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Statue of Ealdorman Brihtnoth on the south wall of All Saints Church, Maldon
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Battle of Maldon
10th August 991

Ealdorman Byrhtnoth’s army, which fought at the battle of Maldon, was mainly a militia force from Essex. At most perhaps 3-4,000 strong, it was raised following the Viking attack on Ipswich and marched to challenge the Viking forces as they advanced on Maldon. It is believed that the Viking boats landed on Northey Island to the east of Maldon and that the East Saxon army cornered them there. But it was high tide and so there was a shouted negotiation where Byrhtnoth refused to pay the invaders to depart but rather challenged them to battle.

As the tide fell the Viking force attempted to cross the causeway but a small band of Saxons held them back. Needing to bring the enemy to battle and defeat them, if he was to protect East Anglia from further destruction, Byrhtnoth withdrew and allowed the Vikings to across to the mainland. Formed up in a shield wall the Saxon army waited for the Viking advance. First the bowmen fired their arrows and then the rest of the infantry let fly spears as the enemy came closer. Finally they were locked into hand to hand fighting, thrusting with spears and slashing with swords.

The battle turned against the Saxons when their leader was killed. Once they realised their commander was dead most of the army seems to have fled to the woods behind them. But Byrhtnoth’s own retainers fought on to revenge his death, killing large numbers of the enemy before they too were cut down. So many of the Vikings were killed that, though they were victorious, they did not attack Maldon and indeed are said to have had trouble even manning all their boats to leave.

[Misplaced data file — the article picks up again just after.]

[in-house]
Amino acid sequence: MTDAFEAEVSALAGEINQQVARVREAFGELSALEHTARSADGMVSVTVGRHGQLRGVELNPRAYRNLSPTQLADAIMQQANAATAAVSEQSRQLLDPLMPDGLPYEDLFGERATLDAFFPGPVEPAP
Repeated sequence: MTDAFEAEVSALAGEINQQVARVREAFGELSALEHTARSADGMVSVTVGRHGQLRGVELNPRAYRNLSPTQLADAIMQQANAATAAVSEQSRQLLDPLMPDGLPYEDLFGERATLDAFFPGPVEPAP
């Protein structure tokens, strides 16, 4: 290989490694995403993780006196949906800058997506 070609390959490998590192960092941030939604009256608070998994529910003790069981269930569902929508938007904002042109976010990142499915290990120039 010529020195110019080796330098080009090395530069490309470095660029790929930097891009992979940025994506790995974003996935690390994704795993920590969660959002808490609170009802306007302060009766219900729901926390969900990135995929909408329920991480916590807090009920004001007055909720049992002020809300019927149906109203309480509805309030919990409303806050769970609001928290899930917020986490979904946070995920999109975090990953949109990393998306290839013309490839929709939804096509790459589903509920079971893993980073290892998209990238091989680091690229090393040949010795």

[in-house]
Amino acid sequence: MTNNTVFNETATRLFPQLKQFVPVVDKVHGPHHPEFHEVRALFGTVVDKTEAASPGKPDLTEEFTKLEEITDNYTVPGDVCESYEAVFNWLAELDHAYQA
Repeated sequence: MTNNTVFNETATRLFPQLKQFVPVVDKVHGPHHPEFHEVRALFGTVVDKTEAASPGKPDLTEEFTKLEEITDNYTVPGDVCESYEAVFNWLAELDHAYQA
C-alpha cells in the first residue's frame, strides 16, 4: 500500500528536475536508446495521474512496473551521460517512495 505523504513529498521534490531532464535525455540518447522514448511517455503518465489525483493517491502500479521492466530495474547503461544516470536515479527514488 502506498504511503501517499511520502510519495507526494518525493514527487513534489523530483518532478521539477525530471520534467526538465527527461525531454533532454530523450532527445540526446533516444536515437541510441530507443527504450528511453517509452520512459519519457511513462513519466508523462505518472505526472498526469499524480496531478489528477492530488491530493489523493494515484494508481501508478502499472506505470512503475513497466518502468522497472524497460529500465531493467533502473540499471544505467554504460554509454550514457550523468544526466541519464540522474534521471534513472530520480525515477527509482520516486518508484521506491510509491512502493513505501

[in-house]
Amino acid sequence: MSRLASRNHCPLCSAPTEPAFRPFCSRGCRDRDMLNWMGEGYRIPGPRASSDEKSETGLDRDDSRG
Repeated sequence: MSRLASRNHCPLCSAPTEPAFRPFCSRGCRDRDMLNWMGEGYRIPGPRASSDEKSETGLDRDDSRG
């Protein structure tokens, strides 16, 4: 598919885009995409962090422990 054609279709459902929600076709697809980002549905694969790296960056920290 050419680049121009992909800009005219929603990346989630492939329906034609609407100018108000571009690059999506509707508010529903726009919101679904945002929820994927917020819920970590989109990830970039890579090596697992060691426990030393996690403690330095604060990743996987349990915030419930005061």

Maldon was a significant battle, with important political results, but it was just one of many fought by regional forces against the Viking armies which marauded across the country in the decades of Ethelred’s reign. Maldon is special because it is so well documented in the poem The Battle of Maldon and because its battlefield is believed to have been located with an accuracy unusual for the Anglo-Saxon period.


Name: Battle of Maldon
Type: Pitched Battle
Campaign: Maldon
War period: Viking
Outcome: Viking victory; death of Byrhtnoth

Country: England
County: Essex
Place: Maldon
Location: probable
Terrain: Estuary & open pasture land?
Date: 10th (possibly 11th) August 991
Start: uncertain
Duration: uncertain
Armies: Vikings under Olaf Tryggvason or Danish king Svein Forkbeard; East Saxons under Ealdorman Byrhtnoth

Numbers: perhaps between 3000-6000 on each side
Losses: uncertain
Grid Reference: TL867055 (586700,205500)
OS Landranger map: 168
OS Explorer map: 183

Historic England Battlefields Register CLICK HERE

Historic England battlefield report for Battle of Maldon 991

Note: Northey Island is a National Trust site. If you wish to visit please contact the NT to obtain permission – subject:Northey Booking enquiry. The causeway onto the island is underwater for a few hours at high tide, so please plan your trip carefully. More information about Northey Island is available here:



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